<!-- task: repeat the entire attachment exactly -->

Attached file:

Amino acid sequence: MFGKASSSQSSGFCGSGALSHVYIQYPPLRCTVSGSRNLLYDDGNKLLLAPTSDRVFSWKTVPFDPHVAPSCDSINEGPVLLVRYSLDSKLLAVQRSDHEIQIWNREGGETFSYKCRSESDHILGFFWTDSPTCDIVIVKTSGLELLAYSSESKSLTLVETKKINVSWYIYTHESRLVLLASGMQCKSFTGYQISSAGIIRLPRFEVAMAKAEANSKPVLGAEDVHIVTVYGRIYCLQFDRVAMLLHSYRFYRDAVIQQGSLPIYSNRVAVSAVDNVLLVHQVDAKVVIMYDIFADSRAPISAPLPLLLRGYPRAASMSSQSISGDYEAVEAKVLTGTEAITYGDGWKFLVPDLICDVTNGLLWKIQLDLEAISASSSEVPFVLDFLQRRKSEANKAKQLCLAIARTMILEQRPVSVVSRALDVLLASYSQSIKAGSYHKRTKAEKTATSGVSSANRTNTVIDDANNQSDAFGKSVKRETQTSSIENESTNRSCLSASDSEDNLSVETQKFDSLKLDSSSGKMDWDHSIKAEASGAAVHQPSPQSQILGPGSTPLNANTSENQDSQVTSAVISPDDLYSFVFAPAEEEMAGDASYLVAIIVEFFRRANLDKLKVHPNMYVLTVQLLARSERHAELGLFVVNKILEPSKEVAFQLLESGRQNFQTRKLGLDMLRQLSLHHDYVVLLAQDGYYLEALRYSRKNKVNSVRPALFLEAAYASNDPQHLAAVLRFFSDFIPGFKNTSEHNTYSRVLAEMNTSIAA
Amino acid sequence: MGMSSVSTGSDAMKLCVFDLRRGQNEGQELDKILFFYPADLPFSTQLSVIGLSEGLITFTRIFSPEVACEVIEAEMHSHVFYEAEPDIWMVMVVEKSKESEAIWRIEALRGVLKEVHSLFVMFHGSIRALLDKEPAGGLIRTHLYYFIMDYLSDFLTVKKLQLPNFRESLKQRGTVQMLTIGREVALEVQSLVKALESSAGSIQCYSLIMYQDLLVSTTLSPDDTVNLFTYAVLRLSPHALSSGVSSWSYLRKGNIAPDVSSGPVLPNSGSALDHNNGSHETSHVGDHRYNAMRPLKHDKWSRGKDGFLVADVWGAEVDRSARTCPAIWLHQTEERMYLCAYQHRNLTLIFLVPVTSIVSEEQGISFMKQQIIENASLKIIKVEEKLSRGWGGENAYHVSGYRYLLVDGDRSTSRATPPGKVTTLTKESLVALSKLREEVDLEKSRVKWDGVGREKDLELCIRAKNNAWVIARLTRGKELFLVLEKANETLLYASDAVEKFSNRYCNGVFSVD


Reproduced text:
Amino acid sequence: MFGKASSSQSSGFCGSGALSHVYIQYPPLRCTVSGSRNLLYDDGNKLLLAPTSDRVFSWKTVPFDPHVAPSCDSINEGPVLLVRYSLDSKLLAVQRSDHEIQIWNREGGETFSYKCRSESDHILGFFWTDSPTCDIVIVKTSGLELLAYSSESKSLTLVETKKINVSWYIYTHESRLVLLASGMQCKSFTGYQISSAGIIRLPRFEVAMAKAEANSKPVLGAEDVHIVTVYGRIYCLQFDRVAMLLHSYRFYRDAVIQQGSLPIYSNRVAVSAVDNVLLVHQVDAKVVIMYDIFADSRAPISAPLPLLLRGYPRAASMSSQSISGDYEAVEAKVLTGTEAITYGDGWKFLVPDLICDVTNGLLWKIQLDLEAISASSSEVPFVLDFLQRRKSEANKAKQLCLAIARTMILEQRPVSVVSRALDVLLASYSQSIKAGSYHKRTKAEKTATSGVSSANRTNTVIDDANNQSDAFGKSVKRETQTSSIENESTNRSCLSASDSEDNLSVETQKFDSLKLDSSSGKMDWDHSIKAEASGAAVHQPSPQSQILGPGSTPLNANTSENQDSQVTSAVISPDDLYSFVFAPAEEEMAGDASYLVAIIVEFFRRANLDKLKVHPNMYVLTVQLLARSERHAELGLFVVNKILEPSKEVAFQLLESGRQNFQTRKLGLDMLRQLSLHHDYVVLLAQDGYYLEALRYSRKNKVNSVRPALFLEAAYASNDPQHLAAVLRFFSDFIPGFKNTSEHNTYSRVLAEMNTSIAA
Amino acid sequence: MGMSSVSTGSDAMKLCVFDLRRGQNEGQELDKILFFYPADLPFSTQLSVIGLSEGLITFTRIFSPEVACEVIEAEMHSHVFYEAEPDIWMVMVVEKSKESEAIWRIEALRGVLKEVHSLFVMFHGSIRALLDKEPAGGLIRTHLYYFIMDYLSDFLTVKKLQLPNFRESLKQRGTVQMLTIGREVALEVQSLVKALESSAGSIQCYSLIMYQDLLVSTTLSPDDTVNLFTYAVLRLSPHALSSGVSSWSYLRKGNIAPDVSSGPVLPNSGSALDHNNGSHETSHVGDHRYNAMRPLKHDKWSRGKDGFLVADVWGAEVDRSARTCPAIWLHQTEERMYLCAYQHRNLTLIFLVPVTSIVSEEQGISFMKQQIIENASLKIIKVEEKLSRGWGGENAYHVSGYRYLLVDGDRSTSRATPPGKVTTLTKESLVALSKLREEVDLEKSRVKWDGVGREKDLELCIRAKNNAWVIARLTRGKELFLVLEKANETLLYASDAVEKFSNRYCNGVFSVD